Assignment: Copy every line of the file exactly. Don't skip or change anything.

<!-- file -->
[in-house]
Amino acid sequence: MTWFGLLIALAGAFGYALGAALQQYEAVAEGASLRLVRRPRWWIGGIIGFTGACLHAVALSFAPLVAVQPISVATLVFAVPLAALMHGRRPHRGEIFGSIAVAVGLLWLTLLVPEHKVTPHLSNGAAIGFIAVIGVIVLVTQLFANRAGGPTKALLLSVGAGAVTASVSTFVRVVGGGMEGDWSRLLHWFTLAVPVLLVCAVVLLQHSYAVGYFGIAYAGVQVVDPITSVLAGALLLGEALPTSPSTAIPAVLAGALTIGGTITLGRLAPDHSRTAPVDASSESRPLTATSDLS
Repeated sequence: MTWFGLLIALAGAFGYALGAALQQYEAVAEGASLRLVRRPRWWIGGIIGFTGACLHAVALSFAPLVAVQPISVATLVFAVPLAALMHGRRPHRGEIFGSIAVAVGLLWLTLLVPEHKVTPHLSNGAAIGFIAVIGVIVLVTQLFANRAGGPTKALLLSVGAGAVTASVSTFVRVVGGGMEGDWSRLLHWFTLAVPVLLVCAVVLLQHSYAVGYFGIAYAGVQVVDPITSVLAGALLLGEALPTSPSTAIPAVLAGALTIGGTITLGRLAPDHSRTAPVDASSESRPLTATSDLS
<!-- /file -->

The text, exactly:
[in-house]
Amino acid sequence: MTWFGLLIALAGAFGYALGAALQQYEAVAEGASLRLVRRPRWWIGGIIGFTGACLHAVALSFAPLVAVQPISVATLVFAVPLAALMHGRRPHRGEIFGSIAVAVGLLWLTLLVPEHKVTPHLSNGAAIGFIAVIGVIVLVTQLFANRAGGPTKALLLSVGAGAVTASVSTFVRVVGGGMEGDWSRLLHWFTLAVPVLLVCAVVLLQHSYAVGYFGIAYAGVQVVDPITSVLAGALLLGEALPTSPSTAIPAVLAGALTIGGTITLGRLAPDHSRTAPVDASSESRPLTATSDLS
Repeated sequence: MTWFGLLIALAGAFGYALGAALQQYEAVAEGASLRLVRRPRWWIGGIIGFTGACLHAVALSFAPLVAVQPISVATLVFAVPLAALMHGRRPHRGEIFGSIAVAVGLLWLTLLVPEHKVTPHLSNGAAIGFIAVIGVIVLVTQLFANRAGGPTKALLLSVGAGAVTASVSTFVRVVGGGMEGDWSRLLHWFTLAVPVLLVCAVVLLQHSYAVGYFGIAYAGVQVVDPITSVLAGALLLGEALPTSPSTAIPAVLAGALTIGGTITLGRLAPDHSRTAPVDASSESRPLTATSDLS